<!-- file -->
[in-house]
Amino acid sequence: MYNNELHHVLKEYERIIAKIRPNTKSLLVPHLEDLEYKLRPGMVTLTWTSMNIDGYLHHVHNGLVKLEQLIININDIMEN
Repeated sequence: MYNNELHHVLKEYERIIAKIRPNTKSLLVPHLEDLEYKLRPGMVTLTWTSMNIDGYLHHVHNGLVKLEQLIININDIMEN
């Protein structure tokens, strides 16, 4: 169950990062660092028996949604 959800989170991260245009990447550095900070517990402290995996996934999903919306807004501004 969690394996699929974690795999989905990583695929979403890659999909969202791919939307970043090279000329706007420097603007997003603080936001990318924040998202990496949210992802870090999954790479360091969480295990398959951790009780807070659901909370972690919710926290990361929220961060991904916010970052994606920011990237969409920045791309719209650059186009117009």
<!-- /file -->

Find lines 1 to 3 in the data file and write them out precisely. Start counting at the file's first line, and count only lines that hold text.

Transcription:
[in-house]
Amino acid sequence: MYNNELHHVLKEYERIIAKIRPNTKSLLVPHLEDLEYKLRPGMVTLTWTSMNIDGYLHHVHNGLVKLEQLIININDIMEN
Repeated sequence: MYNNELHHVLKEYERIIAKIRPNTKSLLVPHLEDLEYKLRPGMVTLTWTSMNIDGYLHHVHNGLVKLEQLIININDIMEN